Owusu's post has been shared more than 21,000 times and liked by more than 400 people, including TV personality Montel Williams, who called Okes' assistance an "act of heroic kindness."

"Too often we look at very specific instances where police miss the mark, and it's equally if not more important to recognize the countless Trooper Okes' of the world who quietly serve with distinction and embody EVERYTHING we want our Police to be," Williams wrote. "Trooper Okes, thank you for your service."

Owusu said the message has even reached those in Ferguson, Mo., the site of recent turmoil between police and protesters, where white police officer Darren Wilson fatally shot Michael Brown, an unarmed black teen in August.

“Somebody in Ferguson told me it was uplifting and that they’re beginning to heal,” Owusu, a pediatrician, said. “That really touched me. This was a simple, worried mother’s post trying to thank one officer. This was accidental, but it’s bringing healing.

“I believe that people want to hope again -- that they can still believe in our officers,” she added. “The officers need the community to believe they are there for our own good.”

The kind act has even changed Joseph Owusu's perception of police officers.

 “When my son saw that officer, he didn’t think the officer would help him. And that’s sad," Nada Owusu said. "Now he knows."


Online zorgon

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Re: kindness counts
« Reply #25 on: May 21, 2015, 12:53:44 PM »
I thought I started a thread on GOOD COP reports? :D


space otter

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Re: kindness counts
« Reply #26 on: May 25, 2015, 07:18:26 PM »

  the party for the guy from reply #10



http://www.msn.com/en-us/news/offbeat/dancing-man-honored-at-hollywood-celeb-dance-party/ar-BBke0eV?ocid=ansnewsNYDailyNews11

'Dancing Man' honored at Hollywood celeb dance party


© JONATHAN ALCORN/Newscom/Reuters "Dancing Man" Sean O'Brien dances at the #IAmDancingMan party at the Avalon Hollywood in Los Angeles, California May 23, 2015.



Dancing Man got his groove back.

A portly chap who got fat-shamed by Internet trolls was the guest of honor at a star-studded dance party in Los Angeles on Saturday.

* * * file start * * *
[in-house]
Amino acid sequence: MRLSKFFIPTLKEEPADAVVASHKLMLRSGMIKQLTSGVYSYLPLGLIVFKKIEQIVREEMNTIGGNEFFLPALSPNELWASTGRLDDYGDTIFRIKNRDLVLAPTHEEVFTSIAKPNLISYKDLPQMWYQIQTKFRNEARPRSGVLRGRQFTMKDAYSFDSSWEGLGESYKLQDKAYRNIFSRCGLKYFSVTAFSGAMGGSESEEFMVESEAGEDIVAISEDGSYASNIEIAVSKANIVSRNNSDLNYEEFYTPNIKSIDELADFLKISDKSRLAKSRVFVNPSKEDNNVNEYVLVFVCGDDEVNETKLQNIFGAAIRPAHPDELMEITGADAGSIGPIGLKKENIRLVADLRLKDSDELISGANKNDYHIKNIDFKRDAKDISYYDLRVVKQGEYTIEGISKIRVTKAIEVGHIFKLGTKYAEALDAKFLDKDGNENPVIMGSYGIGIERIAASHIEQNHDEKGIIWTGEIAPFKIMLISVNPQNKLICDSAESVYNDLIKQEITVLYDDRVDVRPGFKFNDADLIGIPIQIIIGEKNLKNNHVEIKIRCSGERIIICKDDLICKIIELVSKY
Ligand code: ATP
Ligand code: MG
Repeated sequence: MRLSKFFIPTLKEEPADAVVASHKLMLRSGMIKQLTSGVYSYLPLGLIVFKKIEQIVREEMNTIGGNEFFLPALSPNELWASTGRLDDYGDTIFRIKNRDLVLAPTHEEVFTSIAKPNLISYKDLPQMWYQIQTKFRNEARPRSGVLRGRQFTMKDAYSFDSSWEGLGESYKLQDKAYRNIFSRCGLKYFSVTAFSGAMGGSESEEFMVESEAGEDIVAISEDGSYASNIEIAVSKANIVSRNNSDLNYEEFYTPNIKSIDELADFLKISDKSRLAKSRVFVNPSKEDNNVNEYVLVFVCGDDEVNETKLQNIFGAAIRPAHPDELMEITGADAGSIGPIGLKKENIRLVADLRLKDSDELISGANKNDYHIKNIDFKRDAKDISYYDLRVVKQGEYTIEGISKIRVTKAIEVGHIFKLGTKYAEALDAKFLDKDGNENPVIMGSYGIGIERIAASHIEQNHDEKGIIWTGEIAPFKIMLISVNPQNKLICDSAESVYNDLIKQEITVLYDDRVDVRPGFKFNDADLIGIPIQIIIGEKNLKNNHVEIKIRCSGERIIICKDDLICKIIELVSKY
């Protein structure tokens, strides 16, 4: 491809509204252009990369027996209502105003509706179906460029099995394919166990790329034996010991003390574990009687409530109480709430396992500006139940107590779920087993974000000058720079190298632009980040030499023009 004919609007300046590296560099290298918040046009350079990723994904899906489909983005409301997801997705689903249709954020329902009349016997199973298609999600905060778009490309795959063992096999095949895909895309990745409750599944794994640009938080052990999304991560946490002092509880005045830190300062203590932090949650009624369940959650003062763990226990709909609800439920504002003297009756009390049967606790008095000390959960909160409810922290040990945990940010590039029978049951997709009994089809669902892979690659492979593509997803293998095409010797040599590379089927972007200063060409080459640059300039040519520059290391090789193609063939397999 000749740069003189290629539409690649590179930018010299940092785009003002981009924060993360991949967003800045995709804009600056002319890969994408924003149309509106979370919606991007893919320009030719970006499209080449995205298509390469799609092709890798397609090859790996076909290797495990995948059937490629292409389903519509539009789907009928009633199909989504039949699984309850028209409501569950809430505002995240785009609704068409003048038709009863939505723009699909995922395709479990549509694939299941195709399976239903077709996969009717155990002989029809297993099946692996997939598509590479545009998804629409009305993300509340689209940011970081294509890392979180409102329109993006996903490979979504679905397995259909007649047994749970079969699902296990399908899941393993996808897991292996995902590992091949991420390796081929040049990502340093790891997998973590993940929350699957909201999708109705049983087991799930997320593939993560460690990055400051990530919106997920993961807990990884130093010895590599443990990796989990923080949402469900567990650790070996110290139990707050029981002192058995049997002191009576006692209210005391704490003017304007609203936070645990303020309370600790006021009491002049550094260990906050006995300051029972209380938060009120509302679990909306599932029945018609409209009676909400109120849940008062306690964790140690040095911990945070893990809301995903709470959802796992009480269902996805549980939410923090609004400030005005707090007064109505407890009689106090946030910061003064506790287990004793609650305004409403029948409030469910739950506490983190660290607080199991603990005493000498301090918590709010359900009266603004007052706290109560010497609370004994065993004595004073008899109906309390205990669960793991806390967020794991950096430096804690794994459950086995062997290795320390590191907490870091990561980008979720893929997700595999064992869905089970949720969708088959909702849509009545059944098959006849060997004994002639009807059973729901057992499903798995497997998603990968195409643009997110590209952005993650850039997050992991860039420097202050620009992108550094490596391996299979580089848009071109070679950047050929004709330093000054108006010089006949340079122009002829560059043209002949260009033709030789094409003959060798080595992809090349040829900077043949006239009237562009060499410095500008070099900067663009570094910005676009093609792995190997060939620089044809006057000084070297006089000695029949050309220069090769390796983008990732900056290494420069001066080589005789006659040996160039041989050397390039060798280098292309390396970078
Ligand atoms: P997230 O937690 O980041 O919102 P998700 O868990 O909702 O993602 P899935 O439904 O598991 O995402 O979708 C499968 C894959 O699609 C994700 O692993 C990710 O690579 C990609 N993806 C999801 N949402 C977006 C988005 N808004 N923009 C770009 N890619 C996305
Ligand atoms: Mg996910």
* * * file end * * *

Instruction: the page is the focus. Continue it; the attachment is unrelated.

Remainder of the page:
British business man Sean O'Brien got the name "Dancing Man" after web dweebs on the message board 4Chan ruthlessly mocked photos of him busting a move on a dance floor in photos posted online in March.

"Spotted this specimen trying to dance the other week," the poster sneered along with the pics, which showed O'Brien grooving one moment and then appearing to hang his head in shame in the next. "He stopped when he saw us laughing."

Once the photos went viral, Free Thought Project writer Cassandra Fairbanks started a "#finddancingman" campaign to identify the cheery bloke and show him some love.

It caught the attention of thousands of Twitter users, including singer Pharrell Williams, musician Moby and pop singer Ellie Goulding, all of whom agreed to support a dance party in his honor.

The 47-year-old Liverpool native got the last laugh this weekend when party organizers flew him to Hollywood for a bash attended by hundreds of supporters, including "Party Hard" rocker Andrew W.K., presidential paramour turned anti-bullying crusader Monica Lewinsky and Moby, who DJ'd the event.

The throw down also featured a performance by Pharrell, who appeared via video.

O'Brien called the experience "truly life-changing."

"It was daunting at first. I was a bit worried about how it all happened but it's turned into the most wonderful journey, I've met some of the most wonderful people you can imagine," he told Good Morning Britain on Monday.

O'Brien's U.S. tour included a stopover in New York, where he appeared on "Today" Friday and danced on stage with "All About That Bass" singer Meghan Trainor.

And on Sunday, O'Brien was a guest of honor at the Dodgers Stadium, where he threw out the first pitch before the L.A. Dodgers-San Diego Padres game.

The Los Angeles dance party, meanwhile, which was orgranized by Fairbanks and Hope Leigh, raised more than $70,000 for the anti-cyberbullying organization The Cybersmile Foundation, "Today" reported.

"This is amazing," Fairbanks told L.A.'s KABC-TV. "It really shows power of people. If everybody comes together to do something nice look what you can accomplish."

space otter

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Re: kindness counts
« Reply #27 on: August 11, 2015, 08:26:26 PM »
http://www.msn.com/en-us/news/us/hundreds-repaint-older-mans-home-after-teens-make-hurtful-comments/ar-BBlEmM3

Hundreds repaint older man's home after teens make hurtful comments


© Josh Cyganik via Facebook Josh Cyganik and other good samaritans painted the home of an elderly neighbor. Photo of house shown before painting on Josh Cyganik and other good samaritans painted the home of an elderly neighbory. Photo…